Our Firm Takes on Bank of America: Why Were Billions of Documents Purged
We’re proud to say that our fight against one of the country’s largest banks has now made national news. CNBC has reported on our fight against Bank of America, in a lawsuit that could uncover more bank fraud even now, years after the financial meltdown began.
How the Suit Started
The first thing to understand is that banks didn’t foreclose on homes by themselves. Instead, they had the help of loads of third party contractors. Some were used to help record mortgage transfers in every state. Some were used to draft and send out demand letters. Some were used to draft and record assignments of the mortgage. As a general rule though, most were used to make things easier for bans to foreclose, and often, to skirt state laws.
Our suit involves a company called SourceCorp that we learned out through obtaining documents in foreclosure cases. What was odd was that we had never previously heard of SourceCorp—when you do this much foreclosure defense work over this many years, rarely does a company you don’t recognize pop up. So we looked further into it.
It appeared that SourceCorp (now called SourceHOV) was doing work for and on behalf of Bank of America and Bank of New York Mellon, and some of that work was the storage and maintenance of loan and foreclosure documentation.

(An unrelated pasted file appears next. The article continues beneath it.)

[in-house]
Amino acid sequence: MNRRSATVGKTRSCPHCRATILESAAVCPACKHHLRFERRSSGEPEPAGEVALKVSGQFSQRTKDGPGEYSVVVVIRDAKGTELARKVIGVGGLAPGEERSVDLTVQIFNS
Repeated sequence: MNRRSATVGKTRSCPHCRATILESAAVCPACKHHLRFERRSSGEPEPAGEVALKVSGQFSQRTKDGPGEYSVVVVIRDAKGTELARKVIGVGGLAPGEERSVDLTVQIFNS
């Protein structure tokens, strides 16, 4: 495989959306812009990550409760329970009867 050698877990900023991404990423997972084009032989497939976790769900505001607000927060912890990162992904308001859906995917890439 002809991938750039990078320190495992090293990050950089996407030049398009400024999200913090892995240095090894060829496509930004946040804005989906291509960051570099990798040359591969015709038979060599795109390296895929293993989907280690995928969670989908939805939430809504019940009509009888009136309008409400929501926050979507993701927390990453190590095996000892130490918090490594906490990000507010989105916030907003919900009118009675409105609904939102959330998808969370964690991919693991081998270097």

Destruction of Bank Documents
After obtaining more documents and contracts regarding the relationship between these companies, SourceCorp was retaining documents from the banks, but upon instruction, had to destroy them when and if the bank requested.
Sure enough, Bank of America had instructed SourceCorp to destroy literally billions of pieces of data and information about Bank of America that SourceCorp had. Coincidentally (or not), the instructions to purge or destroy Bank of America’s records came just days after we had noticed a deposition in a foreclosure defense case involving Bank of America.
If you know anything about the foreclosure crisis, you know how much fraud was involved. In 2012, major banks agreed to pay billions of dollars to settle allegations of fraud in foreclosure cases. Numerous bank law firms were investigated for filing false documents. So when a bank orders a vendor to start shredding billions of papers and data, it’s something to be concerned about.
Other documents obtained in separate cases revealed that Bank of America stamped false endorsement signatures, used to evidence transfers of loans from one company to another, and generally would resist providing documents requested in foreclosure cases.
Hiding the Ball
That is in fact what Bank of America is doing in our case. It will be up to a judge whether documents needed to show why so many documents were suspiciously shredded or destroyed must be produced by the banks.
Bank of America claims it did nothing wrong. Often however, refusal to give information is not an indicator of innocence.
At Jacobs Legal, we expose bank fraud and investigate falsified foreclosure documents. Contact us to schedule your free initial consultation if you are involved in a foreclosure case.